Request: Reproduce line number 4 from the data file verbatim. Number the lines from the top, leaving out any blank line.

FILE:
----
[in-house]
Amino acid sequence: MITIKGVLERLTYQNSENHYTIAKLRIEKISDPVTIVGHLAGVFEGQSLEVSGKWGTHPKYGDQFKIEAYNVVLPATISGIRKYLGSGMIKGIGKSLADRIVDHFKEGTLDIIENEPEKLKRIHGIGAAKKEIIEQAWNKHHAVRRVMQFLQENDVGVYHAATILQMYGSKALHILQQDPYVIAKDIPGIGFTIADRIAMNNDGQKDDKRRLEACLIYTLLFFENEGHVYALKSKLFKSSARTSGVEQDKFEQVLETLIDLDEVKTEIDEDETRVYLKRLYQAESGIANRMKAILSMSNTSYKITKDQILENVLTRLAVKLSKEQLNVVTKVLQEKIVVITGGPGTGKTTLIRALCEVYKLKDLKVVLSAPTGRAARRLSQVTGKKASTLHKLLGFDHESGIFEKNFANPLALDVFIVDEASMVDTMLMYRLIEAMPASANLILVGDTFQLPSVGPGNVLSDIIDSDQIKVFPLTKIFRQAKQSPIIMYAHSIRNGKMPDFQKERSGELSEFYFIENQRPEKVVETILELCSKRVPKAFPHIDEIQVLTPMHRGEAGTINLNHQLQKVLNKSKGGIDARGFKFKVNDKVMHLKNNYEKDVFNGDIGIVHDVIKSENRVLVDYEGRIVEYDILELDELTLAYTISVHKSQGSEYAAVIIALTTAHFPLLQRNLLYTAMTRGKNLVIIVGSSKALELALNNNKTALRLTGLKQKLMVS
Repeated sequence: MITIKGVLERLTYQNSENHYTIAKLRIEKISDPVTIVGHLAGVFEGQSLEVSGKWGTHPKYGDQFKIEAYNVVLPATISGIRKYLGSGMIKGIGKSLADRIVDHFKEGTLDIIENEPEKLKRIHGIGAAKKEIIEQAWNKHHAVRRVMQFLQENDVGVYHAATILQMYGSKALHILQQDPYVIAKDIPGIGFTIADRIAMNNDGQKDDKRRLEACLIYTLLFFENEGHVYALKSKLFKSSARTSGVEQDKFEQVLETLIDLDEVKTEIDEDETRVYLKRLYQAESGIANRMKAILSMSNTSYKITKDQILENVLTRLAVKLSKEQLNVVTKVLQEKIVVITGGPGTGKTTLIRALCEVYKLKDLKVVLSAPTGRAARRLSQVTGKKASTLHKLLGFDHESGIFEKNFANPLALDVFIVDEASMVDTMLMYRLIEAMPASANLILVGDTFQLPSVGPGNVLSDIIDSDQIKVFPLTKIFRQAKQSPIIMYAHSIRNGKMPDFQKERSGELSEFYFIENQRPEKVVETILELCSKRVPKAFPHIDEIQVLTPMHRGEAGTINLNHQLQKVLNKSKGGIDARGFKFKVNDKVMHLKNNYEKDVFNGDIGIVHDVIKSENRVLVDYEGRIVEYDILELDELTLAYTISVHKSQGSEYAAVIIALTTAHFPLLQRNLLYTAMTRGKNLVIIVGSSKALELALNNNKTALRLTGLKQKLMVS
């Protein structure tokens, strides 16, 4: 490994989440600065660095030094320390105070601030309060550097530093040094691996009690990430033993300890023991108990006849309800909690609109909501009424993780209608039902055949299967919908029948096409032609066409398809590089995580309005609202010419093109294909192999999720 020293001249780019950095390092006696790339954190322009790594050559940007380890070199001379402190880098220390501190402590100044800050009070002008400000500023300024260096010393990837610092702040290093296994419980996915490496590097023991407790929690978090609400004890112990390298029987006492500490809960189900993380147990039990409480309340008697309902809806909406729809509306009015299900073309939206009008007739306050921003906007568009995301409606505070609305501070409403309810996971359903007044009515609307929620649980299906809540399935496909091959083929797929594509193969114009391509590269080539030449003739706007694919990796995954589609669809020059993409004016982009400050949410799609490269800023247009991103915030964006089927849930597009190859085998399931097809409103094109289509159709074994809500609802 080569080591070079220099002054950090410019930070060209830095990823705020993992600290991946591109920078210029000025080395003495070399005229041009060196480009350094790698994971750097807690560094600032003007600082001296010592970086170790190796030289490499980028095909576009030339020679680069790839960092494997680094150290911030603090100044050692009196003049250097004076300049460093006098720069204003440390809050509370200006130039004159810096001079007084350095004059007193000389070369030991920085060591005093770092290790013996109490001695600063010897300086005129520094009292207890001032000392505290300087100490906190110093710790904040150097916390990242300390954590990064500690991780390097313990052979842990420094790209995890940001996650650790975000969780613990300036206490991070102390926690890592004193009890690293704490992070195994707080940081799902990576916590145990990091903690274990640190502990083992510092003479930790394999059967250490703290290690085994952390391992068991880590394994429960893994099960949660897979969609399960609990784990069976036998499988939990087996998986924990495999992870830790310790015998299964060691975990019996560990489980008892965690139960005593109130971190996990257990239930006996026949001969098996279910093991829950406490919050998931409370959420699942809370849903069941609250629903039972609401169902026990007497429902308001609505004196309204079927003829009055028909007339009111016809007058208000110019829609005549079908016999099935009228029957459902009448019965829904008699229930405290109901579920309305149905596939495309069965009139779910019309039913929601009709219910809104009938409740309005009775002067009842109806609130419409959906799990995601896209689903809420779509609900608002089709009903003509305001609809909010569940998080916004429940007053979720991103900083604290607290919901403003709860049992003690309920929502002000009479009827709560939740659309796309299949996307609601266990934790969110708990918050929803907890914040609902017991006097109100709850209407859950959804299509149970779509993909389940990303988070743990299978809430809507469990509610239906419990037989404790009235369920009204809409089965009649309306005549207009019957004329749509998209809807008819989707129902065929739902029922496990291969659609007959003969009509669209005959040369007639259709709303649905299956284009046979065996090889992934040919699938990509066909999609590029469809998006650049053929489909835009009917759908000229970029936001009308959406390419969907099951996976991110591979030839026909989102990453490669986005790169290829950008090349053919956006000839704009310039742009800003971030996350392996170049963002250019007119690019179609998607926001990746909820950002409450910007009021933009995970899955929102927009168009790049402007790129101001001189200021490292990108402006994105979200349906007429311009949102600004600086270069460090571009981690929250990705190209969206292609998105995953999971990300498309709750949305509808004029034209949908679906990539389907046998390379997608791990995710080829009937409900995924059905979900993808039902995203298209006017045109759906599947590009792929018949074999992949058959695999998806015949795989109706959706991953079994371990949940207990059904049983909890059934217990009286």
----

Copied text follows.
């Protein structure tokens, strides 16, 4: 490994989440600065660095030094320390105070601030309060550097530093040094691996009690990430033993300890023991108990006849309800909690609109909501009424993780209608039902055949299967919908029948096409032609066409398809590089995580309005609202010419093109294909192999999720 020293001249780019950095390092006696790339954190322009790594050559940007380890070199001379402190880098220390501190402590100044800050009070002008400000500023300024260096010393990837610092702040290093296994419980996915490496590097023991407790929690978090609400004890112990390298029987006492500490809960189900993380147990039990409480309340008697309902809806909406729809509306009015299900073309939206009008007739306050921003906007568009995301409606505070609305501070409403309810996971359903007044009515609307929620649980299906809540399935496909091959083929797929594509193969114009391509590269080539030449003739706007694919990796995954589609669809020059993409004016982009400050949410799609490269800023247009991103915030964006089927849930597009190859085998399931097809409103094109289509159709074994809500609802 080569080591070079220099002054950090410019930070060209830095990823705020993992600290991946591109920078210029000025080395003495070399005229041009060196480009350094790698994971750097807690560094600032003007600082001296010592970086170790190796030289490499980028095909576009030339020679680069790839960092494997680094150290911030603090100044050692009196003049250097004076300049460093006098720069204003440390809050509370200006130039004159810096001079007084350095004059007193000389070369030991920085060591005093770092290790013996109490001695600063010897300086005129520094009292207890001032000392505290300087100490906190110093710790904040150097916390990242300390954590990064500690991780390097313990052979842990420094790209995890940001996650650790975000969780613990300036206490991070102390926690890592004193009890690293704490992070195994707080940081799902990576916590145990990091903690274990640190502990083992510092003479930790394999059967250490703290290690085994952390391992068991880590394994429960893994099960949660897979969609399960609990784990069976036998499988939990087996998986924990495999992870830790310790015998299964060691975990019996560990489980008892965690139960005593109130971190996990257990239930006996026949001969098996279910093991829950406490919050998931409370959420699942809370849903069941609250629903039972609401169902026990007497429902308001609505004196309204079927003829009055028909007339009111016809007058208000110019829609005549079908016999099935009228029957459902009448019965829904008699229930405290109901579920309305149905596939495309069965009139779910019309039913929601009709219910809104009938409740309005009775002067009842109806609130419409959906799990995601896209689903809420779509609900608002089709009903003509305001609809909010569940998080916004429940007053979720991103900083604290607290919901403003709860049992003690309920929502002000009479009827709560939740659309796309299949996307609601266990934790969110708990918050929803907890914040609902017991006097109100709850209407859950959804299509149970779509993909389940990303988070743990299978809430809507469990509610239906419990037989404790009235369920009204809409089965009649309306005549207009019957004329749509998209809807008819989707129902065929739902029922496990291969659609007959003969009509669209005959040369007639259709709303649905299956284009046979065996090889992934040919699938990509066909999609590029469809998006650049053929489909835009009917759908000229970029936001009308959406390419969907099951996976991110591979030839026909989102990453490669986005790169290829950008090349053919956006000839704009310039742009800003971030996350392996170049963002250019007119690019179609998607926001990746909820950002409450910007009021933009995970899955929102927009168009790049402007790129101001001189200021490292990108402006994105979200349906007429311009949102600004600086270069460090571009981690929250990705190209969206292609998105995953999971990300498309709750949305509808004029034209949908679906990539389907046998390379997608791990995710080829009937409900995924059905979900993808039902995203298209006017045109759906599947590009792929018949074999992949058959695999998806015949795989109706959706991953079994371990949940207990059904049983909890059934217990009286």